When Mayor de Blasio arrived in Albany on Tuesday, he had a lot to talk about: aid to CUNY, cost-sharing for Medicaid, mayoral control of the schools and more. Instead, upstate lawmakers wanted to talk about a property tax cap. New York City is the only place in the state that doesn’t have one, and apparently that irks Republicans.

The property tax is one of the few revenue lines that the city controls on its own. If it wants to raise other taxes, like the income tax, it has to go to Albany for approval. That fact is probably not unrelated to the push to get the mayor to surrender his authority to raise the property levy.

The property tax accounts for about 40 percent of the city’s revenue each year, twice as much as the personal income tax (about 20 percent) or sales tax (roughly 14 percent). Mayor Bloomberg oversaw a significant increase to close the post September 11 budget gap, a move that hurt his first-term popularity a lot. As the chart above indicates, growth in the tax rate has been modest; it actually dropped last year on “class 1” properties. Since property tax revenue grows with property values, those numbers (in the chart below) rise a little more, especially for some classes of properties.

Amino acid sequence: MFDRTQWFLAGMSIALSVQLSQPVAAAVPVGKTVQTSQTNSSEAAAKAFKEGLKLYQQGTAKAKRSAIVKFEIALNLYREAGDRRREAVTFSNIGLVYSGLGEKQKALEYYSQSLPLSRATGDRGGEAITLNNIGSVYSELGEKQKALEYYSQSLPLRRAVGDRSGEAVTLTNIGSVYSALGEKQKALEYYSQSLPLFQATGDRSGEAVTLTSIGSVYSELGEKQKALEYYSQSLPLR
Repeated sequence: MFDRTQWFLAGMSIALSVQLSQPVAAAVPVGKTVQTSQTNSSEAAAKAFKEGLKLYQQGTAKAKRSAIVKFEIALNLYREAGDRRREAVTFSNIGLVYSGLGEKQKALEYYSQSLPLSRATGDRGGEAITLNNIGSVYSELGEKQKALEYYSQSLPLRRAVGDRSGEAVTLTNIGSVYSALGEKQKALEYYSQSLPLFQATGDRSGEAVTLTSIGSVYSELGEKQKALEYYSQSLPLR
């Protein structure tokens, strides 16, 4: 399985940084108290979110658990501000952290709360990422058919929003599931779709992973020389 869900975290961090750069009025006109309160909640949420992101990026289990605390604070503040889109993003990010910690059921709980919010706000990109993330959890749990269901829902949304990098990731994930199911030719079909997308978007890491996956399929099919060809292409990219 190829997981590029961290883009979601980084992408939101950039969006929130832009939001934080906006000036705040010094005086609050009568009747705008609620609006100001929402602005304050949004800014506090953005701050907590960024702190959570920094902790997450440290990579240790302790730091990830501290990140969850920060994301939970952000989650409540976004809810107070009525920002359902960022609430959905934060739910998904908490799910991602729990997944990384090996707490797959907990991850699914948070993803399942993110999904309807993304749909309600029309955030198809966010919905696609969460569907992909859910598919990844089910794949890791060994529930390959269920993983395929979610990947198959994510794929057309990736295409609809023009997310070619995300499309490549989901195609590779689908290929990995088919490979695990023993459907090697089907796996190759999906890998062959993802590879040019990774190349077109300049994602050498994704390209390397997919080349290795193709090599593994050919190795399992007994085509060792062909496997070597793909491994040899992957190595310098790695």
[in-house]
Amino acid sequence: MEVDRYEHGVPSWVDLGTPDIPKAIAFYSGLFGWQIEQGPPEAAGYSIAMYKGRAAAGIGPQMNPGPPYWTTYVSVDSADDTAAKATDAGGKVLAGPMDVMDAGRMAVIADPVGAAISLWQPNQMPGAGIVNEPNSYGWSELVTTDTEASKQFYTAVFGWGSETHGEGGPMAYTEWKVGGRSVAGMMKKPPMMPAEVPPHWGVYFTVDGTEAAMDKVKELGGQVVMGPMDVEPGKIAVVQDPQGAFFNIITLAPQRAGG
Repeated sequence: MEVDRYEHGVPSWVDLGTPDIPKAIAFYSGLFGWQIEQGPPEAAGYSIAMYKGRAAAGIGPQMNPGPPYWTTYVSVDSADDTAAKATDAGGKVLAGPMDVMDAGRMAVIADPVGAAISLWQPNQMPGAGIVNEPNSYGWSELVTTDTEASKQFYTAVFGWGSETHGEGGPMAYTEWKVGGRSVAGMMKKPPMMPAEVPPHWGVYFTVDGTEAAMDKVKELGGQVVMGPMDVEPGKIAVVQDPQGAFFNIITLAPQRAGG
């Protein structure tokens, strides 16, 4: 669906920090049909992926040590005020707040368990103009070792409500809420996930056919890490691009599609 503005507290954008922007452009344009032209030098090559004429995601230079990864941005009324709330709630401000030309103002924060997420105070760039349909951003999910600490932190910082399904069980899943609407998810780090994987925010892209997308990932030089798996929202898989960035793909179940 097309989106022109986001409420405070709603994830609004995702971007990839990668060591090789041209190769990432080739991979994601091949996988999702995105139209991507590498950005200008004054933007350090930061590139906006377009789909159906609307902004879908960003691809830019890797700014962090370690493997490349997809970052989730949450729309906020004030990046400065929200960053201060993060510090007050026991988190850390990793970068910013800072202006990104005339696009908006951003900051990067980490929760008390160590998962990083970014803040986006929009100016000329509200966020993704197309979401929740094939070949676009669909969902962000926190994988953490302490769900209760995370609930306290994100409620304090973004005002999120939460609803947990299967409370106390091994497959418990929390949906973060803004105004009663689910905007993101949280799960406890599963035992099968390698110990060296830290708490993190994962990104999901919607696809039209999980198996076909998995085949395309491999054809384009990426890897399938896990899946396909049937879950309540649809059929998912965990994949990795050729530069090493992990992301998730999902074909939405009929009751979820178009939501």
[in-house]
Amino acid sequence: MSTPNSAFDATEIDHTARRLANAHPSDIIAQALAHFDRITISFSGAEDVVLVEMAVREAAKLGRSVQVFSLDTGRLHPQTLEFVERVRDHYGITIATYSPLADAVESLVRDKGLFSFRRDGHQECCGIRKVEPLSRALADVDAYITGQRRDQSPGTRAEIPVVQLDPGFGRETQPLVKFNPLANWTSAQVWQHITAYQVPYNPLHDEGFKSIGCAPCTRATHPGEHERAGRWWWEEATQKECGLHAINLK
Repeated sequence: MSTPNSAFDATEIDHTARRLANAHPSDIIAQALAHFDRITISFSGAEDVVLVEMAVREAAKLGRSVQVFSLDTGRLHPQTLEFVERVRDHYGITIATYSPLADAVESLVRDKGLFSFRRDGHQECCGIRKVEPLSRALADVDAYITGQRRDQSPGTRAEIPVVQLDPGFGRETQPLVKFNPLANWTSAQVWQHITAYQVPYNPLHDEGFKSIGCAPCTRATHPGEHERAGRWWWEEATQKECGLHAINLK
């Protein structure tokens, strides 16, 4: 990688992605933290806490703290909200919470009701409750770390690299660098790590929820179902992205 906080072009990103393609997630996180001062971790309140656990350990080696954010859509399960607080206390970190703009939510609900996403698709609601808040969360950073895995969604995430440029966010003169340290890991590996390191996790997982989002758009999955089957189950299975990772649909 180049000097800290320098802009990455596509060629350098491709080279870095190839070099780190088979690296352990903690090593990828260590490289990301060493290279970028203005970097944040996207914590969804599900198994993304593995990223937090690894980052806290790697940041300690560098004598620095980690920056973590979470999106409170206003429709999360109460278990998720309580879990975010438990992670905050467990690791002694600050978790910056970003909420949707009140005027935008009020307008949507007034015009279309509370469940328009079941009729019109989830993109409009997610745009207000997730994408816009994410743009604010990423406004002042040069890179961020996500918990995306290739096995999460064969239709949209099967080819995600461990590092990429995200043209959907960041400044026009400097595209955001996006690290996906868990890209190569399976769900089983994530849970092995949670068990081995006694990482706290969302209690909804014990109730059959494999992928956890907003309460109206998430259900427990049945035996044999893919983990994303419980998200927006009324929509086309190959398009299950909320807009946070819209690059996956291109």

There are certainly elements of the property tax that might be improved. Hoping to spur low-income housing production, some have called for changes to how vacant or unused property is taxed. Others have highlighted disparities in how different properties are taxed. And, of course, there’s the ongoing debate about the value and fairness of 421-a, a property-tax break.

But the numbers above and below don’t seem to scream out for a property-tax cap—however useful the topic might be for people who’d rather not talk about the city’s actual needs.

(Class One is primarily one-, two-, and three-family homes; Class Two is all other residential property; Class Three is owned by utility companies and Class Four is all other commercial property.)